Ex-policeman's wife cleared of sending 'offensive' letter - The Rugby Observer

Ex-policeman's wife cleared of sending 'offensive' letter

THE WIFE of a former police officer has been cleared of sending ‘an offensive communication’ to a man she claims has waged a campaign of harassment against them.

Angela Growden had pleaded not guilty at Warwick Crown Court to a charge under the Malicious Communications Act of sending a letter with intent to cause distress or anxiety.

Growden, 52, of Colledge Close, Brinklow, near Rugby, was said to have sent a letter which ‘conveyed a message which was indecent or grossly offensive’ to fellow villager David Sampson.

It was alleged she sent the letter to Mr Sampson, who lives in nearby Heath Lane, Brinklow, ‘for the purpose of causing distress or anxiety to the recipient.’

But at a further hearing, prosecutor Angus Robertson said it had been decided to offer no evidence against her.

He explained that Growden’s husband Philip was previously a Warwickshire Police officer, retiring with the rank of Acting Inspector.

Mr Sampson had made a complaint about the force’s handling of an allegation against two men dating back to 2002, which had resulted in no action being taken.

Growden’s husband had been involved in the investigation ‘in some way,’ and an aggrieved Mr Sampson had made public his criticisms and had written a letter to the Home Secretary making an ‘extremely grave allegation’ against the police.

Mr Sampson also wrote a letter to the CPS in which he made allegations against Mr Growden and referred to the two men who were subject of the original allegation as being members of a local drug gang.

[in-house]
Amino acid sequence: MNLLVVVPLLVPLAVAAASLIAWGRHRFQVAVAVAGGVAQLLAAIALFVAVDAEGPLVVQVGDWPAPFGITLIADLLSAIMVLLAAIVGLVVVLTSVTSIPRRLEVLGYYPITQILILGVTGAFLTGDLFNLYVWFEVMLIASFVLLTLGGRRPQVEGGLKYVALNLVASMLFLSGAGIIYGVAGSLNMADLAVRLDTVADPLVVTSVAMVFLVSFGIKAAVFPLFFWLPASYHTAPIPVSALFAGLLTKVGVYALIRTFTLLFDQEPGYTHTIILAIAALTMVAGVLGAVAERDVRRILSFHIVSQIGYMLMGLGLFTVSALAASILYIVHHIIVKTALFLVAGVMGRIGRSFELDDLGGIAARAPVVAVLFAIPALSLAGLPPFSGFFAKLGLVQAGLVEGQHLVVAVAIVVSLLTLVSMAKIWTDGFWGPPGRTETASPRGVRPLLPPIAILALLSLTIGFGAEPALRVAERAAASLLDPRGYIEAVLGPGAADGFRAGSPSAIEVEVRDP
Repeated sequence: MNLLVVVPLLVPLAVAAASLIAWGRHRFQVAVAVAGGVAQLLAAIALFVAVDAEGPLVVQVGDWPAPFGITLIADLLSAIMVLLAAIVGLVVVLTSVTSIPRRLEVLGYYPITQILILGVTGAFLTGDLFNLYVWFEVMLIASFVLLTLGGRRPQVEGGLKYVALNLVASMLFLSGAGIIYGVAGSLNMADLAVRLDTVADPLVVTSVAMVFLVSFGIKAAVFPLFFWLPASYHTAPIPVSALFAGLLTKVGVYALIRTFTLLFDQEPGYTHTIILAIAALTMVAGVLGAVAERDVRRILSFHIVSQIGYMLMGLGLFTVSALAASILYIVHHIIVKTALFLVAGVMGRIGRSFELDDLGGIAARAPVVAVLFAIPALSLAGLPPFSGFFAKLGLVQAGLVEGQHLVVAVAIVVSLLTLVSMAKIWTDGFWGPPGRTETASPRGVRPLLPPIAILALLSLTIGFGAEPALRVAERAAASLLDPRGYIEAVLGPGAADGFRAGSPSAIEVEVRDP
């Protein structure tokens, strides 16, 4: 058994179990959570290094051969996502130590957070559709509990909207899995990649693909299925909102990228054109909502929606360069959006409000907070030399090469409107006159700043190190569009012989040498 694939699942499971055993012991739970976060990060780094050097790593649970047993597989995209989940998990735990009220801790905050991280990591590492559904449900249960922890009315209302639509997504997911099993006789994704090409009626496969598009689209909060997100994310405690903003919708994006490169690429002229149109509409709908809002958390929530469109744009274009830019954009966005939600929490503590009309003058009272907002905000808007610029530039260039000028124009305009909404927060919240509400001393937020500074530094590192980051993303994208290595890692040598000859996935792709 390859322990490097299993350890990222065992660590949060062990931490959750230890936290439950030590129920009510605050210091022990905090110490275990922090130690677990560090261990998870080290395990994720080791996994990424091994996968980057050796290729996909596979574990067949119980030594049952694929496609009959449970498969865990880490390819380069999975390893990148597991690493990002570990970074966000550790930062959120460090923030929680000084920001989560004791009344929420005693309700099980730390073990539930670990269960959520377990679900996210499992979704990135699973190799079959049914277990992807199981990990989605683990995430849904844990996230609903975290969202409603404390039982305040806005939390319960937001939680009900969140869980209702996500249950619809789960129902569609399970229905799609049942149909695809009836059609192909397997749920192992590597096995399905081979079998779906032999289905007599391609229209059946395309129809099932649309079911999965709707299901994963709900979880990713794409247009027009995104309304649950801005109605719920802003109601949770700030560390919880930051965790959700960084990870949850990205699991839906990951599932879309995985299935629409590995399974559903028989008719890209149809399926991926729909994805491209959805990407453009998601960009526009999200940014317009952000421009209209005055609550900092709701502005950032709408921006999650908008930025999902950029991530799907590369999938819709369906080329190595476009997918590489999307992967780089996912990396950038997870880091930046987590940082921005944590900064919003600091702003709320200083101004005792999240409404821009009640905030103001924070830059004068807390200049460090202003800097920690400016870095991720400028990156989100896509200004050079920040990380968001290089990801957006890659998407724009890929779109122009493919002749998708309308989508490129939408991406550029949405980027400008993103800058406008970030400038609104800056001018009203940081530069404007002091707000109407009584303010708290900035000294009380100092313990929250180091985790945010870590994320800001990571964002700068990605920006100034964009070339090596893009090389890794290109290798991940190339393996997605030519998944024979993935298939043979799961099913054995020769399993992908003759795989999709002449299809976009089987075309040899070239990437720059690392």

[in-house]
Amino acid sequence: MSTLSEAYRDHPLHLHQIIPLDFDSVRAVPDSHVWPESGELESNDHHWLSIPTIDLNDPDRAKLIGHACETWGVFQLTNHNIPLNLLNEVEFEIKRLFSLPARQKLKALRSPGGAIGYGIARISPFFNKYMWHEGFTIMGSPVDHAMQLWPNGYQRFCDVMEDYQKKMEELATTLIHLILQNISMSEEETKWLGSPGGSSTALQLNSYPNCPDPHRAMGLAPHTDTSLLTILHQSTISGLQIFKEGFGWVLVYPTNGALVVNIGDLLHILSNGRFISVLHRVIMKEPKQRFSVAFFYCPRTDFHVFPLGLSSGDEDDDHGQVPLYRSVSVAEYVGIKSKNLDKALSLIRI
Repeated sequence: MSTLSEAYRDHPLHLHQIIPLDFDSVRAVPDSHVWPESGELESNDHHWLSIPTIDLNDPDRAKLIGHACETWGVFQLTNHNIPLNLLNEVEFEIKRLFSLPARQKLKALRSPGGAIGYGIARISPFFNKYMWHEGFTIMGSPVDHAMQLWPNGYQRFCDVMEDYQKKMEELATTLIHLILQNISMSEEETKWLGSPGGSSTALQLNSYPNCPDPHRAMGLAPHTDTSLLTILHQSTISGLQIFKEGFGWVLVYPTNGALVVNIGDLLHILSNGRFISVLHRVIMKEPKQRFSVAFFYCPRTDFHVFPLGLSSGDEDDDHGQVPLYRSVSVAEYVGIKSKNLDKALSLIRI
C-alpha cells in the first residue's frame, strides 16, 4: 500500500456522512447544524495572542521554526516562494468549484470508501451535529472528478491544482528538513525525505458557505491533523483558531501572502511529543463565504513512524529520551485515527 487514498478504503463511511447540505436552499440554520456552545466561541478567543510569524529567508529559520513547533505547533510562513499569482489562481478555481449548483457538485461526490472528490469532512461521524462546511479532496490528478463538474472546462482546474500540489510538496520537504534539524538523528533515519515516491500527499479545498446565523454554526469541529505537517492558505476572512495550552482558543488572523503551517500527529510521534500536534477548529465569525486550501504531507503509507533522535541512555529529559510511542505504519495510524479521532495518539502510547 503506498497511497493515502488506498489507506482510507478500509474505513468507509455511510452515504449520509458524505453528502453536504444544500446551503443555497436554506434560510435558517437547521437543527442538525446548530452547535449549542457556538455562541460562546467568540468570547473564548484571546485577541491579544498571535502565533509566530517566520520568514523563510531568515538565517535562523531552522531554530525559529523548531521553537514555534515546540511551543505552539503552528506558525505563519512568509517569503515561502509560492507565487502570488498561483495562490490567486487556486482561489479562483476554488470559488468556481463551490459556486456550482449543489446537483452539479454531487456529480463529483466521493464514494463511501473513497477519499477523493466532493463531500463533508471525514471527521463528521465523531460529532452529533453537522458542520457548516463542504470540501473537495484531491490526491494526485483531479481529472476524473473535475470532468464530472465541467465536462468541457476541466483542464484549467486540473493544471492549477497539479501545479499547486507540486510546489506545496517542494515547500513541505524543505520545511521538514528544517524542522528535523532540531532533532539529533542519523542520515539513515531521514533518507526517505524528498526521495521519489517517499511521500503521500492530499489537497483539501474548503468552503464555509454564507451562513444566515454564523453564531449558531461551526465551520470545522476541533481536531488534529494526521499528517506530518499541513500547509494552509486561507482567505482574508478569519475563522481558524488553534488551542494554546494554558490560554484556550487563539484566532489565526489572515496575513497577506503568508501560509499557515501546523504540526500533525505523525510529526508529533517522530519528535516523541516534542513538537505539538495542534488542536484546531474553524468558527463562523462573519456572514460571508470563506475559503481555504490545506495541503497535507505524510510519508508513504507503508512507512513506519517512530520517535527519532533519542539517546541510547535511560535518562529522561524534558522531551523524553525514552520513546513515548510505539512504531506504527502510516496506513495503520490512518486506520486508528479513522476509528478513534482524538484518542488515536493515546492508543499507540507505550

“Mr Sampson felt sufficiently aggrieved to have written to the then Home Secretary and to Her Majesty the Queen setting out his complaints.

“It seems his complaints have been investigated and found to be without substance,” said Mr Robertson.

Then in December 2016 a letter was delivered to Mr Sampson’s home, addressed to him and written and delivered by Growden.

In it she used abusive language and said he should ‘stop spreading lies,’ and that he should be ‘sectioned’ and taken away.

“In February the following year there was a confrontation between him and the defendant in which she expressed similar views,” said Mr Robertson.

“Her position has always been that although the letter was sent by her, she was motivated because claims Mr Sampson had been making were wholly unfounded and untrue.

“She said the letter was to deter him from continued false and malicious claims about her husband.”

At a previous hearing Growden, who represented herself, accepted writing the letter, but told the court: “I wanted Mr Sampson to stop the continued harassment which has been going on for 12 years.

“I wanted him to stop what he was doing. That’s why I am not guilty, because I believe I am actually the victim.”

But of the decision to offer no evidence against her, Mr Robertson explained: “The law is that the message has to be indecent or grossly offensive.

“The words must be more than just offensive, and will depend on the facts and circumstances of the individual case.

“The prosecution have come to the conclusion that in the circumstances it would not be in the public interest to continue with the case against this defendant.”

He added that a letter had been sent to Mr Samson telling him he could request a review of the decision to offer no evidence in the case, but no such request had been made.

So Recorder Tom Rochford formally entered a not guilty verdict – but refused an application by Growden for her costs to be paid from central funds.


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